The latest Teranet-National Bank National Composite House Price Index points to a slow down in the massive equity gains Canadian homeowners have been experiencing in the last few years.
Over the year ending in February 2013, house values saw a 2.7 per cent bump nationally. While prices did rise, the increase matched January’s smallest 12-month gain since November 2009.
According to the U.S. Case-Shiller home price index, US prices were up by 6.8 per cent from a year earlier as of December 2012.
Six out of the eleven city markets in Canada surveyed fared better than the cross-country average. Here’s how the numbers look:
- Halifax home saw a 6.3 per cent increase
- Quebec City saw a 5.4 per cent gain.
- Hamilton boasted the biggest boost in the nation with a 6.5 per cent increase.
- Toronto values increased by 4.9 per cent.
- Winnipeg went up by 4.0 per cent.
- Calgary saw a 3.6 per cent jump.
- Edmonton matched the national average of 2.7 per cent.
- Ottawa-Gatineau saw a modest rise of 2.4 per cent.
- Montreal managed a 2.0 per cent increase.
- Victoria registered a 0.7 per cent rise.
- Vancouver saw a 1.5 per cent decline in prices for a seventh month of 12-month deflation.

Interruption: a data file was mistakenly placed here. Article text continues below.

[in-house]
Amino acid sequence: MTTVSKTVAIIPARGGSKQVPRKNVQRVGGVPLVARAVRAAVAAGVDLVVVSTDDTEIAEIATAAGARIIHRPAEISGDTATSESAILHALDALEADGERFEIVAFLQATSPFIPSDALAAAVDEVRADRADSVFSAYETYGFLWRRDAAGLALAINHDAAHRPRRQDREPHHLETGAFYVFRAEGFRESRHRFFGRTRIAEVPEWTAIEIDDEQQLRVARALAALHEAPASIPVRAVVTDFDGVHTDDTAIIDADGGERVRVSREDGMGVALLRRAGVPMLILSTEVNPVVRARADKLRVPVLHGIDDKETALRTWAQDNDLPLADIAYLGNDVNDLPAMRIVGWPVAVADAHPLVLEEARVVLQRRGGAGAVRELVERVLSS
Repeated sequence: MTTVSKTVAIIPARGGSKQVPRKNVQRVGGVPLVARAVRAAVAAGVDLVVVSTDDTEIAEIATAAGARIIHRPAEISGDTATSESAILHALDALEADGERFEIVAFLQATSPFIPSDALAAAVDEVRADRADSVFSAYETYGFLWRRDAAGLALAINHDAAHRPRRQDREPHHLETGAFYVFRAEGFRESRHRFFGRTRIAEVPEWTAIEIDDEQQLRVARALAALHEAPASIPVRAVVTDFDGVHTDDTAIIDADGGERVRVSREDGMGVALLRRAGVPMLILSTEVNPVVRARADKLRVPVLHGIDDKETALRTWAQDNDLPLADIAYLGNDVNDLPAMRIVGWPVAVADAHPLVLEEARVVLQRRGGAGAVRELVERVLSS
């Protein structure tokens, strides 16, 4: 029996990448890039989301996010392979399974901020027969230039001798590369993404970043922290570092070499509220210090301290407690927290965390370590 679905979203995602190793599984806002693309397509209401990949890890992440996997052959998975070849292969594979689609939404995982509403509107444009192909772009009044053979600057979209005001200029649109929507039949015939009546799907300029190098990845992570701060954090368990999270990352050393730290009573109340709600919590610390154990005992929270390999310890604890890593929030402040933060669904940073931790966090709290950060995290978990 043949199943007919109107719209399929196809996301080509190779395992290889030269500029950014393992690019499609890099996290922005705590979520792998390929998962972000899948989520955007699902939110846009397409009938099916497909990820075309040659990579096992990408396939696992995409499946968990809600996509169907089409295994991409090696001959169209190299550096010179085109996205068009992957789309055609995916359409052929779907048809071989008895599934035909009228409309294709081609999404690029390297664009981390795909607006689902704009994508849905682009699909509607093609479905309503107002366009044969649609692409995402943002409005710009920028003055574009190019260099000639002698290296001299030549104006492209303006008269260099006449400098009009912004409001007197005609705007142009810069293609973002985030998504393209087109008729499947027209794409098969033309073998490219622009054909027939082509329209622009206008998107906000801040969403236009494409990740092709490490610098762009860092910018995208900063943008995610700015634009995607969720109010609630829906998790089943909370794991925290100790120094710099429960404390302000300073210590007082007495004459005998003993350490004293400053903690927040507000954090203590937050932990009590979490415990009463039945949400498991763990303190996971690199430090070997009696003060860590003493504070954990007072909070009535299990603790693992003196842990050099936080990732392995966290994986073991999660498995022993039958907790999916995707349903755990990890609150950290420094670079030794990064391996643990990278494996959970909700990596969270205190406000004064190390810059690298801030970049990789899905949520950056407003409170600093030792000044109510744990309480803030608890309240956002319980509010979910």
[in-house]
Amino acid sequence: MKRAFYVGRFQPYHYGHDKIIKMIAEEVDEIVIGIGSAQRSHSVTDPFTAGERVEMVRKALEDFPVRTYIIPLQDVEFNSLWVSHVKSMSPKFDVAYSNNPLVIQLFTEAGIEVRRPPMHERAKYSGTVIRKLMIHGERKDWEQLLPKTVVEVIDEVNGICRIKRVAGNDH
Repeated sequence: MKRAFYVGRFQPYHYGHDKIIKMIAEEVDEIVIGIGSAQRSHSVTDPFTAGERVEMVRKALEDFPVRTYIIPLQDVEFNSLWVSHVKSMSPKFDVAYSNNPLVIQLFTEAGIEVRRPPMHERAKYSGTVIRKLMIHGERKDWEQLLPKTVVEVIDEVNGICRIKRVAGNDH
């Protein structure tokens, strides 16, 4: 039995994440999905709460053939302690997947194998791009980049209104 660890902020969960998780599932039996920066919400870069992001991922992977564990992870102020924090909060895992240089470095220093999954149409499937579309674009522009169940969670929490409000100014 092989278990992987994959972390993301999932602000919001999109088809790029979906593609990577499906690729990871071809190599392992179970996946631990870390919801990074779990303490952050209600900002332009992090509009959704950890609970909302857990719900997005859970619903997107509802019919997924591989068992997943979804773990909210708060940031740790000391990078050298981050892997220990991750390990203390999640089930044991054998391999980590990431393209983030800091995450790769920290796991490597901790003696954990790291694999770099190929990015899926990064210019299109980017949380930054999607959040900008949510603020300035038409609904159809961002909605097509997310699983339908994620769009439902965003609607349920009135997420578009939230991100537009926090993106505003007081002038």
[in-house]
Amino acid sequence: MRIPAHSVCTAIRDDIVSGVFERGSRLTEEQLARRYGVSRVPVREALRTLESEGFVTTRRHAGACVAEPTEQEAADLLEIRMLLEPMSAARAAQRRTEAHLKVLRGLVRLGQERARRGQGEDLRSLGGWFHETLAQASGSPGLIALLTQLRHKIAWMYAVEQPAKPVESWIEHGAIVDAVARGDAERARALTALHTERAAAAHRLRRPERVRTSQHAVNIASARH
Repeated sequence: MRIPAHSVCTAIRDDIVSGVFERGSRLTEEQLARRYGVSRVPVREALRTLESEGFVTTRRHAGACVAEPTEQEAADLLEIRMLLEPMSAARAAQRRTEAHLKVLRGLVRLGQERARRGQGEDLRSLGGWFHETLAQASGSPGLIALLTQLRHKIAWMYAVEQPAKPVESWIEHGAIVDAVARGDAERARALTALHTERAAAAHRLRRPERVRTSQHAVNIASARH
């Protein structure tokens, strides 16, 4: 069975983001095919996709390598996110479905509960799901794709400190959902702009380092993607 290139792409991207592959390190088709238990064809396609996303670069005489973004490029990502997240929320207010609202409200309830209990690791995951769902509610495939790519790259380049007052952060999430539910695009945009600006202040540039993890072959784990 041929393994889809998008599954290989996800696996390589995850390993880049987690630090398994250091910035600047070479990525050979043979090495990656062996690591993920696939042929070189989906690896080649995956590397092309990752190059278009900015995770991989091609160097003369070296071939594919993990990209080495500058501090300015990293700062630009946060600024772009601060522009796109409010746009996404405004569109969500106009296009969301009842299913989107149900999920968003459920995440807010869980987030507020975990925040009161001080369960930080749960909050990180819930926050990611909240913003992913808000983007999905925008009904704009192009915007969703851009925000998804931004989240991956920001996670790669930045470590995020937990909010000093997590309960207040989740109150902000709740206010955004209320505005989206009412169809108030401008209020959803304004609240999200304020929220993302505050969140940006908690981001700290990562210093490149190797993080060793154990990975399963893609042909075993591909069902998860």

The February composite index was down 0.2 per cent compared to January, marking a sixth straight monthly decline. And seven out of the eleven metro markets saw prices decrease compared to the first month of the year:
The Month to Month change
- Hamilton went down by −0.3 per cent, a second consecutive monthly decline.
- Calgary decreased by −1.2 per cent, marking the third straight month of decreasing prices.
- Edmonton declined for the fourth month for a decrease of −0.4 per cent.
- Toronto saw the overall price lowered for a fifth straight month and was down by −0.3 per cent in February.
- Montreal saw prices decrease by −0.4 per cent, registering a decline for six straight months.
- Victoria saw one of the highest drops at 1.4 per cent.
- Ottawa-Gatineau fell by −0.8 per cent.
- Despite posting a year over year decrease, prices were up by 0.7 per cent in Vancouver for the second monthly gain in eight months.
- Winnipeg saw a 0.8% gain, a first in five months.
- Quebec City fared well with a 0.9 per cent rise, a new all-time high for the second month in a row.
- Halifax matched last September’s all-time high by increasing by 0.1 per cent.
Check out the chart below for a more detailed breakdown…